"We can solve all the world's problem in a garden" - Geoff Lawton
In today's society the vast majority of people are completely cut off from the food production process and even from contact with industrially unprocessed agricultural products.  The eaten and the eater are therefore exiled from biological reality... The result is a type of loneliness, derived from another separation: those who eat think that eating is first of all a commercial transaction between themselves and a supplier, and then a transaction, purely linked to the appetite, between herself and the food she consumes; what is eaten is a collection of mass-produced and aggressively traded goods. This is the song of progress: technology and mass social organization have deceptively freed us from the burden of growing and procuring our food, supplying us with quality and quantity (distribution in the world!) to say the least questionable.
The time has come to celebrate the production and distribution of food as the supreme gift and the most revolutionary act. 
That's why here in Nea Makri the most passionate work we're doing (and that one I'm learning the most diverse techniques during my travels in the last four years) is growing nourishment. The principles we are following are those coming from common sense, traditional knowledge, permaculture or, appropriately speaking, regenerative agriculture. The key of this way of working is that it not only “does no harm” to the land but actually improves it, using techniques that regenerate and revitalize the soil and the environment, respecting its natural water and nutrients cycles: organic amendments and preparations (obviously chemical inputs are full rejected), minimal tilling, cover crops, local varieties, biological pests management and earthworks. Regenerative agriculture leads to healthy soil, capable of producing high quality, nutrient dense food while simultaneously improving land rather than degrading it, and ultimately leading to productive farms, healthy communities and economies.  Because working outside in connection with ground, plants, animals with their colors, sounds, smells and tastes, is a therapeutic process itself!
Having clear in mind that every practical decision has to be made according to the local conditions and water availability (or better, the quality of water management), Nea Guinea's main garden is composed of mostly herbaceous annual plants in polyculture. The six garden beds of 1.20m wide×15m long have paths big enough for the wheelbarrow to pass in between and three drip irrigation pipes running over each one of them. They are built in a "raised bed" shape because the initial soil conditions were, very poor; in this way the compost we keep adding for feeding the plants (or, more correctly, the microbes which feed them) get accumulated, making also more comfortable every garden work.The soil is permanently covered, either with alive plants or with mulch: a layer of different organic materials (straw, woodchips, leaves, cardboard, fabric, dead weeds you've just removed) that holds the moisture on the ground reducing evaporation, prevents erosion, helps weeds control, functions as localized fertilizer and enhances microbes activity.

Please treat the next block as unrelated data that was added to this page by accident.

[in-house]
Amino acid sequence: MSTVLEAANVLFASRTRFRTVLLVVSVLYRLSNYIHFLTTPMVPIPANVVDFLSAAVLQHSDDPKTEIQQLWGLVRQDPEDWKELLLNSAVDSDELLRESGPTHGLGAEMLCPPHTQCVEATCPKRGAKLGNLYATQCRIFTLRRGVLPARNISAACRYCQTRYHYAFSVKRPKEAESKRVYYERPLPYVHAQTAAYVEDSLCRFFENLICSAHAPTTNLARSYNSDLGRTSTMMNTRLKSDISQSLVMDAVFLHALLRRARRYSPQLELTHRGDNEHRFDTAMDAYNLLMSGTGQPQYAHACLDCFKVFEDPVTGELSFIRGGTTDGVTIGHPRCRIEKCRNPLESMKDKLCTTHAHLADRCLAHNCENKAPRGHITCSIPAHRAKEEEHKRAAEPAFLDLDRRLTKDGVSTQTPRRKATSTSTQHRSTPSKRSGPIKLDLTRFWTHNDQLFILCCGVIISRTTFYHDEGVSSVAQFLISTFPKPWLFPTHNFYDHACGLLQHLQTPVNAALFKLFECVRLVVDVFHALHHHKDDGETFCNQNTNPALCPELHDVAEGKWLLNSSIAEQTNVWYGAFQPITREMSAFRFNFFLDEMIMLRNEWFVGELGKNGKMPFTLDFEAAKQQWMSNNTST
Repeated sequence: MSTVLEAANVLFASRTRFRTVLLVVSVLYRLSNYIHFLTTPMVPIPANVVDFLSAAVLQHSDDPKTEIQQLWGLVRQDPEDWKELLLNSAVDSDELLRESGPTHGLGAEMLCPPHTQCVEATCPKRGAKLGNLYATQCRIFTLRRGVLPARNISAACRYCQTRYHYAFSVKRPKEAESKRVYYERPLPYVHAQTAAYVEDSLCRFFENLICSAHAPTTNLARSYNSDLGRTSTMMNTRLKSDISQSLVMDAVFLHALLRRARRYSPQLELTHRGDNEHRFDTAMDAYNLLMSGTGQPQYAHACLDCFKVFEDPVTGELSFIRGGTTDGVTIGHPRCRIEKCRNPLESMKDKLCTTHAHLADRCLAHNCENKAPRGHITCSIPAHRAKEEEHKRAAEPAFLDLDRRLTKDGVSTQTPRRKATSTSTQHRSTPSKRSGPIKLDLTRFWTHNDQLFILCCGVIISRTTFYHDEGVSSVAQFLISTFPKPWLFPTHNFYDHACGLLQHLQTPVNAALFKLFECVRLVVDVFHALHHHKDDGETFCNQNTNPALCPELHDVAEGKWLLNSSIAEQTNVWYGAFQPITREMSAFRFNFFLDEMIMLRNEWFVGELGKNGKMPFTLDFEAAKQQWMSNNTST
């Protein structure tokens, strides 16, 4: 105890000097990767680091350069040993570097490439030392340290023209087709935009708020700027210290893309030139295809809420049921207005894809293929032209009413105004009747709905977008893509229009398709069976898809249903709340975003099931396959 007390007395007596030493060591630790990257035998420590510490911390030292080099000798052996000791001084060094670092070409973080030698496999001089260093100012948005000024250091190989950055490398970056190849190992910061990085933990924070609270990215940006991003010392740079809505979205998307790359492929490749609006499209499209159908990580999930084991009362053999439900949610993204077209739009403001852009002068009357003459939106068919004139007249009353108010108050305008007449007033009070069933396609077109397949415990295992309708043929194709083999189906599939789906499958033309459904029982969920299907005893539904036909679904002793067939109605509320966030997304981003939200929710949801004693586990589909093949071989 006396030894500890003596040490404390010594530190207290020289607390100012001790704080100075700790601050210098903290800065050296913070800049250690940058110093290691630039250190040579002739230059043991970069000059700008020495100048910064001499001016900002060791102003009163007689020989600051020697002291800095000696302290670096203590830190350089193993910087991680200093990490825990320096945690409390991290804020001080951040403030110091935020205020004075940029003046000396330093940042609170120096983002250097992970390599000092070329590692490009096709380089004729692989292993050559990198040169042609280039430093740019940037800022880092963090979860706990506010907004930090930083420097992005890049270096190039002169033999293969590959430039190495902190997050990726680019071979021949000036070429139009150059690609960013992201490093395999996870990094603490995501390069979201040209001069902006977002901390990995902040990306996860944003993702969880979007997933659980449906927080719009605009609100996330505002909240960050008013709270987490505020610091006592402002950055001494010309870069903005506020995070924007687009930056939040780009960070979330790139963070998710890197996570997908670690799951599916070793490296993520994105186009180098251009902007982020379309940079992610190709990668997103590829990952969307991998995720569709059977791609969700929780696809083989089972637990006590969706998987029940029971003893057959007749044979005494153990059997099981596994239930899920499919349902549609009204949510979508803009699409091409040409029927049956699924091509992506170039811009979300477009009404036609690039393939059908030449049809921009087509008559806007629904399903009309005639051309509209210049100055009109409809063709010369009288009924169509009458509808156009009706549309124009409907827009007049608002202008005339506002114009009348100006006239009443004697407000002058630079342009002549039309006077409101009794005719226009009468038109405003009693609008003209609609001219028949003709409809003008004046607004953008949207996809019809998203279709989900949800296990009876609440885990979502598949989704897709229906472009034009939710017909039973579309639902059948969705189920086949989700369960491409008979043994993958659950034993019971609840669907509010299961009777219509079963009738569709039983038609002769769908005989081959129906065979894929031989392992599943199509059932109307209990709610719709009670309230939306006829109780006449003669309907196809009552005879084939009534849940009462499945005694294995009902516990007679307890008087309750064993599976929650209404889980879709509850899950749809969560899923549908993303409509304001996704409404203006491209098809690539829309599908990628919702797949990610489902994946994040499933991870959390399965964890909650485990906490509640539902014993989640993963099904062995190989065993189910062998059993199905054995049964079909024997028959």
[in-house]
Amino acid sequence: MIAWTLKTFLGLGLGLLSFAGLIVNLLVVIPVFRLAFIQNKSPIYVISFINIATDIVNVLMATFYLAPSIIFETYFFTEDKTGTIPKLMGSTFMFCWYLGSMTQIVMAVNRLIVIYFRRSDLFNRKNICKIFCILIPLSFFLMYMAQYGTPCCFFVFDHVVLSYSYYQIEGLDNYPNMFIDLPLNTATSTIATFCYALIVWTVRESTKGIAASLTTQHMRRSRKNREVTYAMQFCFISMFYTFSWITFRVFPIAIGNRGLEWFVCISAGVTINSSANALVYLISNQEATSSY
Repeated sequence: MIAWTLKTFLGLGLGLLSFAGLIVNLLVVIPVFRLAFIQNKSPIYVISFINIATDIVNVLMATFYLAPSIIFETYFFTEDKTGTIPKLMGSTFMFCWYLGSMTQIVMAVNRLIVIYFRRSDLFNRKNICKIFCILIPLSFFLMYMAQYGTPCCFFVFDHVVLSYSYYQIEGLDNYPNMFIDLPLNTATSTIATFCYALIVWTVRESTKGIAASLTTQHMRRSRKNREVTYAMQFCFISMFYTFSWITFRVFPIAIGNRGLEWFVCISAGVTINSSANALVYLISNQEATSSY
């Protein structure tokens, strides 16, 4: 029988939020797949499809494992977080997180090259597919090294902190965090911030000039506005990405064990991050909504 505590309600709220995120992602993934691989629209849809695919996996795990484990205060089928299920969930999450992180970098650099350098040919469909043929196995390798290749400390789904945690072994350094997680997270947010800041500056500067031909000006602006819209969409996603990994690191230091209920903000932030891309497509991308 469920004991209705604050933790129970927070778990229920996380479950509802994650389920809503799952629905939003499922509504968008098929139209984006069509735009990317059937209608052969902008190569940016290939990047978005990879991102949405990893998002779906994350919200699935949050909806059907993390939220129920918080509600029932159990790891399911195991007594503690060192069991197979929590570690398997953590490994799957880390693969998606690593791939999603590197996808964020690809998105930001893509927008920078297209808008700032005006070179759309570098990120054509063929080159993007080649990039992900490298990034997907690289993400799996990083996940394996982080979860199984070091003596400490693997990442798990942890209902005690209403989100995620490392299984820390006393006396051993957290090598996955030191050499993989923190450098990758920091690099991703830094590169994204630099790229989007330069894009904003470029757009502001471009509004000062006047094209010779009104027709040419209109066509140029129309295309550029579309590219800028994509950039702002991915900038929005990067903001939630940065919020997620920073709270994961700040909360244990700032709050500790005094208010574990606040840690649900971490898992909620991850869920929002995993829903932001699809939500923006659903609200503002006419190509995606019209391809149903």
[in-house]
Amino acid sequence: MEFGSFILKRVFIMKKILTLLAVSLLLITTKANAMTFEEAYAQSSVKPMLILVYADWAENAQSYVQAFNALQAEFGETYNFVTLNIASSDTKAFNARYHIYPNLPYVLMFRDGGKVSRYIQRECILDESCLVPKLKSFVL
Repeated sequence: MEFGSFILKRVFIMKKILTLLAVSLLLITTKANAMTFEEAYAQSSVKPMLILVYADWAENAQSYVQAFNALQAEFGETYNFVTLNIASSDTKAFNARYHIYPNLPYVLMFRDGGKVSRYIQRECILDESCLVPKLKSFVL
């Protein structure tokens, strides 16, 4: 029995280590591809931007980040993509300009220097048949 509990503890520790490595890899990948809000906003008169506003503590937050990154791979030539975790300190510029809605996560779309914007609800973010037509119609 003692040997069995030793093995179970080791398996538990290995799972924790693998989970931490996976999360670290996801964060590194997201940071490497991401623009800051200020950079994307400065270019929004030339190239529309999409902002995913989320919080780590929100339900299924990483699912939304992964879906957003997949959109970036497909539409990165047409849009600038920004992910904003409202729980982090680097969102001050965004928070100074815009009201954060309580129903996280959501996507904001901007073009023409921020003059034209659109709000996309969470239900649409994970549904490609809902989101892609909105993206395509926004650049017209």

It's a party for the Plantae kingdom: entering our garden could be overwhelming for people used to conventional farming, seeing dozens of species growing in the same bed, thinking we are very lazy workers; but we are actually trying to be stewards of health and biodiversity! Vegetables are mixed in complex polycultures based on intercropping factors (the compatibility between different plants), nutrients and water requirements, light demands and growing life cycles in time and space. I've been eating freshly picked salads made of 20 different leaves and flowers, potato and pumpkin soups, amazing peperonata , beetroot and beans hummus just to mention a few.
The garden is also a location for informative talks on social and environmental issues related to food, presentations of urban farming, practical workshops on planting, seed saving and processing food.
It is also operating as an experimentation site on different aspects of small scale agriculture such as testing of different composting methods and cultivation techniques, selecting varieties that can adapt better in the local microclimate and some more coming from the fantasy of volunteers!
"Permaculture is revolution disguised as organic gardening" - Graham Burnett
 Sandor Katz, "The art of fermentation"
 Vandana Shiva